The World Rally Championship is edging closer to releasing an expanded 2023 calendar, although the series has confirmed that the United Kingdom is set to miss out again.

As previously reported, the WRC is aiming to deliver an expanded 14-event championship next year, comprising eight European rallies and six flyaway rounds, as the series wishes to re-establish a more familiar structure before the impact of the COVID-19 pandemic.

The UK, which hasn’t held a round since Wales Rally GB in 2019, had been among the contenders to fill a slot on the calendar in the form of Rally Northern Ireland. However, the event has struggled to secure the required government funding.

The WRC has worked closely with Rally Northern Ireland promoter and businessman Bobby Willis for the last two years to turn the proposal into a reality.

An August slot on the 2022 calendar was kept open for the rally, but the bid collapsed when a funding agreement from the Northern Ireland government hadn't be committed to within Motorsport UK's timeline.

In June, the WRC’s event director Simon Larkin confirmed that a UK round would be unlikely unless "something dramatic” happened, and has now confirmed that the event won’t happen in 2023.

However, Larkin has reiterated that the UK is a “critical market” for the WRC and the championship is continuing to support a return in the near future if funding can be sought.

"The UK round won’t be happening in 2023," Larkin told

"Of course it is very critical market. The effort that Bobby Willis has put in create what would be a very exciting event in Northern Ireland, and it is very attractive to us, and we will continue to do everything we can to help him and make it happen."

Craig Breen, Paul Nagle at Rally Breat Britain 2019

While the UK is set to miss out, the WRC has received plenty of interest from European nations to join the 2023 schedule.

Germany is among the new candidates in the mix to secure a spot on the calendar. The tarmac event made its WRC debut in 2002 and had been mainstay on the schedule, before hosting its last WRC round in 2019.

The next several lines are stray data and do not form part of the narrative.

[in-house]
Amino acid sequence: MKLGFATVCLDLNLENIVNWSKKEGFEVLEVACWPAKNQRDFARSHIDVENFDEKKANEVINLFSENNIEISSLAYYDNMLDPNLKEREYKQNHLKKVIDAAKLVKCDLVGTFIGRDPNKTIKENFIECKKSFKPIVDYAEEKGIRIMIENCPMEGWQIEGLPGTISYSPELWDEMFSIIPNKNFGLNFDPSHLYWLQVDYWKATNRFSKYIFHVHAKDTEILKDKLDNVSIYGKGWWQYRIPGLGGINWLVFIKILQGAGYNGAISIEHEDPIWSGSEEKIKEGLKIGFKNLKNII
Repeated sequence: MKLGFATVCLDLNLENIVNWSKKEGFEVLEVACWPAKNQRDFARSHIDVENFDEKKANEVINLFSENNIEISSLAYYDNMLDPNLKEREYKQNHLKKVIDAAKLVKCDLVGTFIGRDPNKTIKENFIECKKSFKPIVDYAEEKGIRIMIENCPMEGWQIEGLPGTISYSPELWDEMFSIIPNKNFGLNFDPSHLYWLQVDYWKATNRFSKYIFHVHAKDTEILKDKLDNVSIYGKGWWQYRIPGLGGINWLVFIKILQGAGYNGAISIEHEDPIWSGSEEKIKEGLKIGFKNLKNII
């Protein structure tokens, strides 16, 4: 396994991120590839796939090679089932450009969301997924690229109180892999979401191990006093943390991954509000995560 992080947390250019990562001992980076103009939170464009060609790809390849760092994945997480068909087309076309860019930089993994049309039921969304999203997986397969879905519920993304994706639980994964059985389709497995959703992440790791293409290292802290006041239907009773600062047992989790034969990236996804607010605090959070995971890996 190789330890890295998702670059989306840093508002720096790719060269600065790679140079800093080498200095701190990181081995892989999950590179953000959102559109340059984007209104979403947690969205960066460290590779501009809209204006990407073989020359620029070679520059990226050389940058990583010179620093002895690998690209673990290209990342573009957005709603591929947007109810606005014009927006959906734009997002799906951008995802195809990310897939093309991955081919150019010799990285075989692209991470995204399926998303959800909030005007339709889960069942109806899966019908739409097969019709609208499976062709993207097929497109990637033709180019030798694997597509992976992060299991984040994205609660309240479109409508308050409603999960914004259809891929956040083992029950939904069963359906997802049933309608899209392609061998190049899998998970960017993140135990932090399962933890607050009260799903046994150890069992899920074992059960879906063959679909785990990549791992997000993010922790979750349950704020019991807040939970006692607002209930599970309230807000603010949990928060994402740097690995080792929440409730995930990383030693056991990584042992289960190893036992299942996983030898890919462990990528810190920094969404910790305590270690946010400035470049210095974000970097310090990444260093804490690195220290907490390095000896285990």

Larkin says the WRC has “far more options than slots” to fill its eight European berths on the 2023 calendar, although it does appear Ypres Rally Belgium won’t be returning next year.

The famous asphalt event made its WRC debut in 2021 having been drafted in to fill a void left by Rally Northern Ireland’s failure to secure funding, and the event again returned this year under similar circumstances.

“We have far more options that we have slots,” Larkin added. “We think we are going to be able to choose the best events that work for everyone sportingly and marketing-wise and logistically, which is a good problem to have.

When asked about Ypres’ future, he replied: “We want to keep Ypres within our families of championships. “We would like to keep it in the ERC [European Rally Championship] so we have the ability to maybe occasionally come into the WRC.”

Outside of Europe, understands the WRC is expected to host a desert terrain round in the Middle East, while officials in Mexico have indicated that the championship will return in 2023.

The last time the WRC visited the Middle East was in 2011 for Rally Jordan, while Mexico was cut from the calendar after 2020 due to the pandemic.

Mikko Hirvonen at Rally Jordan 2010

This would join fellow long haul events in Kenya, which has a deal until 2026, and rounds in New Zealand and Japan, which are both working towards a renewal for 2023, plus one other round.

“If it comes out as we intend it too, we think we will be very happy [with the calendar],” said Larkin.

“We think it is the best calendar for the teams for the sport and for everything. We are back to being a proper world championship with the strongest events we can do.

“Teams are consulted on logistics as our ambition is to stretch the number of events and the number of events outside Europe.

“I’m very conscious of current logistics timelines and how difficult it is particular with sea freight. We are being sympathetic and consultative on that.”